About this detail of the Tiger
The colour scheme for the insides of Tiger tanks was changed in the middle of 1943. This model represents a Tiger from 1944, so the later scheme is the appropriate one.
The lower parts of the tank, below the level of the hull sponsons, were left in the factory primer paint, which was red. The same rule applied to the entire engine compartment. (These areas had been painted in a blue-grey colour before mid 1943.)
The upper part of the tank was painted in "Ivory" (in German, "Elfenbein"). This is an off-white colour.
This diagram shows a simplified profile of the hull, with these two colours and their areas of use.
Many museum vehicles have been repainted since the war, usually with incorrect colours. The Late Tiger in Saumur Museum was sprayed green on the inside. But the job was done badly, and on close examination you can find the original paint. Here, the underside of the turret floor is still showing its red primer.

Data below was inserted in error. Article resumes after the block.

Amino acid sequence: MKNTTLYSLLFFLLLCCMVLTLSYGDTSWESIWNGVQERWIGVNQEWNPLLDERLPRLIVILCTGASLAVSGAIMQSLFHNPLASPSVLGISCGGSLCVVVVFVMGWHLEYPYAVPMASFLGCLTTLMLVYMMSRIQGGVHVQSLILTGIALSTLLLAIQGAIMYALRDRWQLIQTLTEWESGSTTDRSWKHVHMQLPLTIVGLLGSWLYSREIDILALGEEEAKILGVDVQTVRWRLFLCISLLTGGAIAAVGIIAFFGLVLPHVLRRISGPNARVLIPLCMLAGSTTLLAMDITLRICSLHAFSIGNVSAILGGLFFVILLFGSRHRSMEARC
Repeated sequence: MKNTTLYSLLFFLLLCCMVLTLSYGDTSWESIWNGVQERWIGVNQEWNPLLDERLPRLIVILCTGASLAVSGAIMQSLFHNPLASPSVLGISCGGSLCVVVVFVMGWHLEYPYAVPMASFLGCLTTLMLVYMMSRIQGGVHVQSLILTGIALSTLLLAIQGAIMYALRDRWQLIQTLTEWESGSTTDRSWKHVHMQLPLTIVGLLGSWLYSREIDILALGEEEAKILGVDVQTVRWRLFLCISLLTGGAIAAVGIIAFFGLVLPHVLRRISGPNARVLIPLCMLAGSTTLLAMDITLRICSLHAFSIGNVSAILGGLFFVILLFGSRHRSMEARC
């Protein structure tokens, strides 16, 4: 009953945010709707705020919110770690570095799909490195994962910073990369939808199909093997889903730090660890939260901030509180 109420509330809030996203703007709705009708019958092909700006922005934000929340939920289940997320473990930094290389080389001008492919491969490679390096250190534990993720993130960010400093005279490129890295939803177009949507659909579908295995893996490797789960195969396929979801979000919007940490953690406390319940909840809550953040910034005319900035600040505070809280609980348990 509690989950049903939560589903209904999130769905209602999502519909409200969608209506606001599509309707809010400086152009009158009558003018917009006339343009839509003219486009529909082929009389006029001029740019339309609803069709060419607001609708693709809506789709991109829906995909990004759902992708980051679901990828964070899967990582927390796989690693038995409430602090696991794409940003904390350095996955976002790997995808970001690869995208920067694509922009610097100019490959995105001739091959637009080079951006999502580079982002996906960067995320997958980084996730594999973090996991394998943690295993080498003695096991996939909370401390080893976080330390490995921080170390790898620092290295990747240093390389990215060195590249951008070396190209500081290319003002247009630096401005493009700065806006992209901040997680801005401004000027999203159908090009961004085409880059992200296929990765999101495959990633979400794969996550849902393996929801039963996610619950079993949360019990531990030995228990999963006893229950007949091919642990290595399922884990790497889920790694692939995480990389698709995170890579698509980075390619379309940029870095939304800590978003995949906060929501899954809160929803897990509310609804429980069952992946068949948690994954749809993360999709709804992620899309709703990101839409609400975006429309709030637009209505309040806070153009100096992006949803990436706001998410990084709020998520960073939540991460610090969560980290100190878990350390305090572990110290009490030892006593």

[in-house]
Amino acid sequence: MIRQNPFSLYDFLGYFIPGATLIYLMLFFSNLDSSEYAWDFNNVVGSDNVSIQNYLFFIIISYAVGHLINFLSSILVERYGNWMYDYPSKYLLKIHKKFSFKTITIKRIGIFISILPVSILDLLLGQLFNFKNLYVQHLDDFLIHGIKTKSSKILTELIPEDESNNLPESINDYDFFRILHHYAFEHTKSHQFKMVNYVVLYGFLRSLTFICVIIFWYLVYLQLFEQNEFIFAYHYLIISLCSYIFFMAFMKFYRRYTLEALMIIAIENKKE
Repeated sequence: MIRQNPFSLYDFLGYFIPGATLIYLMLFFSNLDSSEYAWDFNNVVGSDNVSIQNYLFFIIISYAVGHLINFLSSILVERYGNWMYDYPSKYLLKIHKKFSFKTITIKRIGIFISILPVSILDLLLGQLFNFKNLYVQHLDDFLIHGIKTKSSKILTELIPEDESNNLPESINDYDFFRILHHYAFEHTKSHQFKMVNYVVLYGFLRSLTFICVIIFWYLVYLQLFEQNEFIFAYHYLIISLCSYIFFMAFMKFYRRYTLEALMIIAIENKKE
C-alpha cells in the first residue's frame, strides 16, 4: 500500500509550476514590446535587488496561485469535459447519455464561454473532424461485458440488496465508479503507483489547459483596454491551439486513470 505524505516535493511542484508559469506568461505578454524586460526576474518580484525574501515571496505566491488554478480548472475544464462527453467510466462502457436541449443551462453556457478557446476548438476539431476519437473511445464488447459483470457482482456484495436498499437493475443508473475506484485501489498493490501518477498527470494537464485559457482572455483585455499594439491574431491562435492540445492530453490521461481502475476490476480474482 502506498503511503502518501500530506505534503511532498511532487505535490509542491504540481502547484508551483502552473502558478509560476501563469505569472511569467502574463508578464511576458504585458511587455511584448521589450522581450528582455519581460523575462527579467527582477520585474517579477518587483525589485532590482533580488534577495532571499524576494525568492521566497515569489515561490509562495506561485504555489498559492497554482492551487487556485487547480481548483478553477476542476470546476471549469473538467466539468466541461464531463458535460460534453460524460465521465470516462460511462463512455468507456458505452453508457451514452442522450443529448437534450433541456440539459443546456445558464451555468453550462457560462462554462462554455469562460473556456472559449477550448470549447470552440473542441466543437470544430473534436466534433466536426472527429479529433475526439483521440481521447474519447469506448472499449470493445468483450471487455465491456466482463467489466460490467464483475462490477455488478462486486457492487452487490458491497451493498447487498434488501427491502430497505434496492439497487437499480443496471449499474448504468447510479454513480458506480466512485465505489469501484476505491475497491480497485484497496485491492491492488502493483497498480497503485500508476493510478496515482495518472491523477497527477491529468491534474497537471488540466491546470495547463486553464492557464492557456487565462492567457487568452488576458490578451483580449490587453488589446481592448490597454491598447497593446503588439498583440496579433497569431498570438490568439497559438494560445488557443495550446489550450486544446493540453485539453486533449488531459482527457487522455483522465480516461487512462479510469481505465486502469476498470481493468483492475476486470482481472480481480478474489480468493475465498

I have not seen Hachette's painting instructions, but judging by partially completed models, they instruct us to paint the breech block of the gun in green.
In fact the breech block was painted in the same ivory as the rest of the turret interior, except for the inside and the right-hand wall, where moving parts were located. This simple model shows the painted area.
From Hachette's own website, this edited photo shows a fuel tank inside the hull. Hachette have painted it red.
The real fuel tanks were unpainted, bare silvery metal. This one was photographed during the restoration of the Tiger at Bovington Museum.